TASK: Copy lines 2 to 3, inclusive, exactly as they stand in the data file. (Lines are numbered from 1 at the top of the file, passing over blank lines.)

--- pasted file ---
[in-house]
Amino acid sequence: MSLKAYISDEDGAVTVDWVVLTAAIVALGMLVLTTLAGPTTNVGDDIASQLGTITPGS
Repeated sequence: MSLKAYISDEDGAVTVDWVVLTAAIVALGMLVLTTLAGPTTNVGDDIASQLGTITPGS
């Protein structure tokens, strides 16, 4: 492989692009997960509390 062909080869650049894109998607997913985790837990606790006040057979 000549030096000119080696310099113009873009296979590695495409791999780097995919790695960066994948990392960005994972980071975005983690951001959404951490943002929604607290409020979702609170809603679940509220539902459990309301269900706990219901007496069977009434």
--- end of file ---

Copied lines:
Amino acid sequence: MSLKAYISDEDGAVTVDWVVLTAAIVALGMLVLTTLAGPTTNVGDDIASQLGTITPGS
Repeated sequence: MSLKAYISDEDGAVTVDWVVLTAAIVALGMLVLTTLAGPTTNVGDDIASQLGTITPGS